The Vickers Viscount Down Under
by Peter J. Gates
Cited as perhaps the most successful British Civil Airliner of all time, the Vickers Viscount first flew on 16 July 1948 when the prototype G-AHRF departed Wisley Airfield in the U.K. and thus was born an airliner that would eventually fly in almost every corner of the globe.
The Australian airline industry has always prided itself in being at the “cutting edge” of new airliner technology, so when TAA (Trans-Australia-Airlines) placed an order for the “revolutionary” Vickers Viscount it came as no surprise. TAA was in fact the first airline outside Europe to order the aircraft and the type was to become one of the most useful airliners in the history of the airline.
The first Viscount for TAA, VH-TVA “John Batman” Msn 44 was delivered on October 15, 1954 and brought to the Australian flying public, an aircraft that boasted speeds of over 300mph (483 kph), standards of passenger comfort that by far surpassed the piston engined airliners it was destined to replace and above all, smooth pressurised and vibration free flight. Sadly this aircraft was written off in a training accident on 31st October 1954 prior to introduction to scheduled services. The first scheduled Viscount flights operated by TAA took place on December 18, 1954 when VH-TVB and VH-TVC entered service on the Melbourne-Sydney-Brisbane route. The original Type 720 series for TAA was soon supplemented with the more powerful Type 756 and later the larger and faster Type 816.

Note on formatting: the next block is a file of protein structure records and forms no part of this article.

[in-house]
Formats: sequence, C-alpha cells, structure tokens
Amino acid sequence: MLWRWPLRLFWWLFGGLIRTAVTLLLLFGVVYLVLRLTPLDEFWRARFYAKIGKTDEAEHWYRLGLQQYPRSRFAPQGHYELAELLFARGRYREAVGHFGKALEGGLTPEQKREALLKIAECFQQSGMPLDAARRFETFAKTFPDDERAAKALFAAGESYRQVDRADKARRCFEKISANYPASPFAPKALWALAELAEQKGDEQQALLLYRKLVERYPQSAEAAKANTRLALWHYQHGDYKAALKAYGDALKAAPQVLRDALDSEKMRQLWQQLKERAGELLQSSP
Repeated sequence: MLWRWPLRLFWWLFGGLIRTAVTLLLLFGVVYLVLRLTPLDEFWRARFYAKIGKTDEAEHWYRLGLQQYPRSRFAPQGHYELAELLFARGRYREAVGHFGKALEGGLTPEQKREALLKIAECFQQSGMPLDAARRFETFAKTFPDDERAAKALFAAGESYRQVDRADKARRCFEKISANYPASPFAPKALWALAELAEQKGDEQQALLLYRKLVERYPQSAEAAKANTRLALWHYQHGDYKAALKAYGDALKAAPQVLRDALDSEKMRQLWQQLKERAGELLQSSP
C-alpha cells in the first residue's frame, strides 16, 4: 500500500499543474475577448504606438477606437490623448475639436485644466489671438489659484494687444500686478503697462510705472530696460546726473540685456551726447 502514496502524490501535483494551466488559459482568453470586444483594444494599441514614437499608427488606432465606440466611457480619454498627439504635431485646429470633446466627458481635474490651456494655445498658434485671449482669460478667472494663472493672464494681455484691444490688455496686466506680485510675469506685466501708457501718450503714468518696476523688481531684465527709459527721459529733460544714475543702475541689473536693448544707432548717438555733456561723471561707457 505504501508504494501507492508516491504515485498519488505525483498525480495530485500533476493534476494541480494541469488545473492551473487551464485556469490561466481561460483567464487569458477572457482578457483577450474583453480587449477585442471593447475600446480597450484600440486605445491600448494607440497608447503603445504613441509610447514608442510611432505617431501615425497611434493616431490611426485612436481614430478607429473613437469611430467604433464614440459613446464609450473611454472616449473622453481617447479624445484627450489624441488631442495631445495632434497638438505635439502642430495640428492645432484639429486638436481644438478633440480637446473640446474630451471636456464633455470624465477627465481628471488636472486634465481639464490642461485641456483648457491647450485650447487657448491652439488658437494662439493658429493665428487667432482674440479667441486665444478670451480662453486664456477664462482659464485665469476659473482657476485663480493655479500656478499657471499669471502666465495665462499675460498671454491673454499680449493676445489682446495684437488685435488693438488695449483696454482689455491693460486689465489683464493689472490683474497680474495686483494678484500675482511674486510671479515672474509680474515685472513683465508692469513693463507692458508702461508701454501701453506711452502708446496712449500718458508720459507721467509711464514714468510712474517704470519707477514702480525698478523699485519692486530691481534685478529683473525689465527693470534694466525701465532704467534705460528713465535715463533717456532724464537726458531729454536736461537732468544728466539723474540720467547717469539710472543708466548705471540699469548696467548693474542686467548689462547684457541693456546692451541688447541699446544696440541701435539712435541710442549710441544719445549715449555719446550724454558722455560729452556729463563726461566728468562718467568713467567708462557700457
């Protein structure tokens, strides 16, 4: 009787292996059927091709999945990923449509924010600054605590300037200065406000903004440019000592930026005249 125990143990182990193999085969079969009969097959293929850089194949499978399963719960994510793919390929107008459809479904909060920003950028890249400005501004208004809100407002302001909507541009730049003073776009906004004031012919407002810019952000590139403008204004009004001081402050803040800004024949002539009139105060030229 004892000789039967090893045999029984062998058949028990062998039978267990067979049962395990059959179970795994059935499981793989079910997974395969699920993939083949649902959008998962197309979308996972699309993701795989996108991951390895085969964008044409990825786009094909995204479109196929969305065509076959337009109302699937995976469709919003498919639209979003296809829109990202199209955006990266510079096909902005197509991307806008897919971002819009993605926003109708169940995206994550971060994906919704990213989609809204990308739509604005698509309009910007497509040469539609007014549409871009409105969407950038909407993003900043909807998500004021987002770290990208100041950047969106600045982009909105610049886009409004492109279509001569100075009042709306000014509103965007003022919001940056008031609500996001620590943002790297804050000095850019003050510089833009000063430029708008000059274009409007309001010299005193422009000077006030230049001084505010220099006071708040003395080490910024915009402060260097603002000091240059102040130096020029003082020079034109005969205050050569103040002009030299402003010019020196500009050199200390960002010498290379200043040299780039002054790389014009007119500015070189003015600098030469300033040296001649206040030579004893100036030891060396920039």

Another Australian Viscount operator was Butler Air Transport of New South Wales who operated two Type 747 aircraft, VH-BAT & VH-BUT until the carrier was absorbed into the Ansett Group. These two aircraft were subsequently re-registered VH-RMO and VH-RMP respectively. Ansett-ANA also operated a substantial fleet of the larger 800 series Viscounts and the type was to form the backbone of their prop-jet fleet until finally retired from service in 1970. During the years in Australian service the Viscount became a firm favourite with the flying public so much so that during the early days of Viscount operations, TAA found that all flights operated by a Viscount would be fully booked leaving comparable services operated by older types such as the Douglas DC-4 half empty…all this despite reduced fares being offered on the airline’s Douglas equipment.
The passenger load factor in TAA’s Viscounts for the first year of operations was 86% and daily utilisation was averaging 8 hours per aircraft. TAA Viscounts in one year carried 230,000 passengers, set up 16 inter-city speed records and flew 116 million passenger miles, with a fleet that built up to five aircraft during the year.
In some respects the performance of TAA’s Viscounts came as a surprise to airline executives. The aircraft had originally been developed as a short / medium range transport but TAA found that it could be successfully operated on the Adelaide - Perth route, albeit with only 32 seats fitted (over a dozen less than usual). By the end of 1959, the Viscount fleet, the 15 strong, was credited with lifting 77.4% of TAA’s load, and itself had a load factor of 74.7%.